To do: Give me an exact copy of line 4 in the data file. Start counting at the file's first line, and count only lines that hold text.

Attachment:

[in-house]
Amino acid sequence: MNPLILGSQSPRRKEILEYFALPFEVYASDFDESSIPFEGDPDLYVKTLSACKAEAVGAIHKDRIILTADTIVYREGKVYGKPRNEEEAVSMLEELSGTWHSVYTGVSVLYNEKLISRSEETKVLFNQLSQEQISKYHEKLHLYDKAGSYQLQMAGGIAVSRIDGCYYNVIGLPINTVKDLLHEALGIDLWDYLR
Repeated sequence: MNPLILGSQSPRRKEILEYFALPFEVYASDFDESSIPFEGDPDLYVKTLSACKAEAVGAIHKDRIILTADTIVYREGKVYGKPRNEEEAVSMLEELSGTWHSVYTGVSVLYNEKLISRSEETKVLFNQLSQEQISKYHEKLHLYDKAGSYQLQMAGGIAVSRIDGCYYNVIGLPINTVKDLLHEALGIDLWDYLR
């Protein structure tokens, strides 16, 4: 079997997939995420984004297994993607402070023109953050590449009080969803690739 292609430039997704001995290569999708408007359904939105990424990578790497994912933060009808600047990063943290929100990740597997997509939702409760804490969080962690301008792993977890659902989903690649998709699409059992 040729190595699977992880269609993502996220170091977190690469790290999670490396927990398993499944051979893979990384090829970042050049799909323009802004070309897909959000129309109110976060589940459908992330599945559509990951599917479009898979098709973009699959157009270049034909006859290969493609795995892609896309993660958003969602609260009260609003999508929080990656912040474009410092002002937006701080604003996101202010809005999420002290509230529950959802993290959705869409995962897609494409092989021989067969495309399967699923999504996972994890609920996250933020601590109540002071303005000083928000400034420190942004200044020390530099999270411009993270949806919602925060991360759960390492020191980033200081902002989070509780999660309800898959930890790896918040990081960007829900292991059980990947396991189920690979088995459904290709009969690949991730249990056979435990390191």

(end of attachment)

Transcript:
């Protein structure tokens, strides 16, 4: 079997997939995420984004297994993607402070023109953050590449009080969803690739 292609430039997704001995290569999708408007359904939105990424990578790497994912933060009808600047990063943290929100990740597997997509939702409760804490969080962690301008792993977890659902989903690649998709699409059992 040729190595699977992880269609993502996220170091977190690469790290999670490396927990398993499944051979893979990384090829970042050049799909323009802004070309897909959000129309109110976060589940459908992330599945559509990951599917479009898979098709973009699959157009270049034909006859290969493609795995892609896309993660958003969602609260009260609003999508929080990656912040474009410092002002937006701080604003996101202010809005999420002290509230529950959802993290959705869409995962897609494409092989021989067969495309399967699923999504996972994890609920996250933020601590109540002071303005000083928000400034420190942004200044020390530099999270411009993270949806919602925060991360759960390492020191980033200081902002989070509780999660309800898959930890790896918040990081960007829900292991059980990947396991189920690979088995459904290709009969690949991730249990056979435990390191």